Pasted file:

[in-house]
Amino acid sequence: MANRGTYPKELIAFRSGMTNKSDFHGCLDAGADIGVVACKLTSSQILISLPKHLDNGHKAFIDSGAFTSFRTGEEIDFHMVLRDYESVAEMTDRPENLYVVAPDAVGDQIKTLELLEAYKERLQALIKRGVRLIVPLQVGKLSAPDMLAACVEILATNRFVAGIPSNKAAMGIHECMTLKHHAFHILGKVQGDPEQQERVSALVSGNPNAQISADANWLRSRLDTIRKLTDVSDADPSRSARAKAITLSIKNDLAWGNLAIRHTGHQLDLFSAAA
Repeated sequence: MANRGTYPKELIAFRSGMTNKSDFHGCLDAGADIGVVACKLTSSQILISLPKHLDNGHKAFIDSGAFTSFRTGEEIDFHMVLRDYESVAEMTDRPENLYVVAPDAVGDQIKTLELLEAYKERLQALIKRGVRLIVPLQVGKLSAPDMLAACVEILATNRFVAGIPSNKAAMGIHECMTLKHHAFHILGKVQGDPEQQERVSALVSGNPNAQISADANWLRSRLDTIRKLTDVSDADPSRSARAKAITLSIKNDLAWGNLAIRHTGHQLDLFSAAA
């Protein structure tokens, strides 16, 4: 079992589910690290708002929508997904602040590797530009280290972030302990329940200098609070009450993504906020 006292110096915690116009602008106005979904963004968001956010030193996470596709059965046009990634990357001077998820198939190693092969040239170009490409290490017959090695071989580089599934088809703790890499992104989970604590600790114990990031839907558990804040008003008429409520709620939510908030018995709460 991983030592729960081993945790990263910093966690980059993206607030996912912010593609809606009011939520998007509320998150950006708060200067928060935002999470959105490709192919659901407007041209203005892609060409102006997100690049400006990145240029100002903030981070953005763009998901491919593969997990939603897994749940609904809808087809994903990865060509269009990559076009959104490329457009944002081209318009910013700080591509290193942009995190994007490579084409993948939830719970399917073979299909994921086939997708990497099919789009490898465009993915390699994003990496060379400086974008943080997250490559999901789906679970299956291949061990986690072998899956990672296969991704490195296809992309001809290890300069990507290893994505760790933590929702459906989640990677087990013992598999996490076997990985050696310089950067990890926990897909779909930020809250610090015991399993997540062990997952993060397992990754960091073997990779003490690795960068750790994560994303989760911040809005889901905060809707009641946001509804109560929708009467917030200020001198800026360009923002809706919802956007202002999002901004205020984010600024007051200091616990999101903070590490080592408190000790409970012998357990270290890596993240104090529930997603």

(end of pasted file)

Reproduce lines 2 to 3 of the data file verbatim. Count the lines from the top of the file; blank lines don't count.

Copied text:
Amino acid sequence: MANRGTYPKELIAFRSGMTNKSDFHGCLDAGADIGVVACKLTSSQILISLPKHLDNGHKAFIDSGAFTSFRTGEEIDFHMVLRDYESVAEMTDRPENLYVVAPDAVGDQIKTLELLEAYKERLQALIKRGVRLIVPLQVGKLSAPDMLAACVEILATNRFVAGIPSNKAAMGIHECMTLKHHAFHILGKVQGDPEQQERVSALVSGNPNAQISADANWLRSRLDTIRKLTDVSDADPSRSARAKAITLSIKNDLAWGNLAIRHTGHQLDLFSAAA
Repeated sequence: MANRGTYPKELIAFRSGMTNKSDFHGCLDAGADIGVVACKLTSSQILISLPKHLDNGHKAFIDSGAFTSFRTGEEIDFHMVLRDYESVAEMTDRPENLYVVAPDAVGDQIKTLELLEAYKERLQALIKRGVRLIVPLQVGKLSAPDMLAACVEILATNRFVAGIPSNKAAMGIHECMTLKHHAFHILGKVQGDPEQQERVSALVSGNPNAQISADANWLRSRLDTIRKLTDVSDADPSRSARAKAITLSIKNDLAWGNLAIRHTGHQLDLFSAAA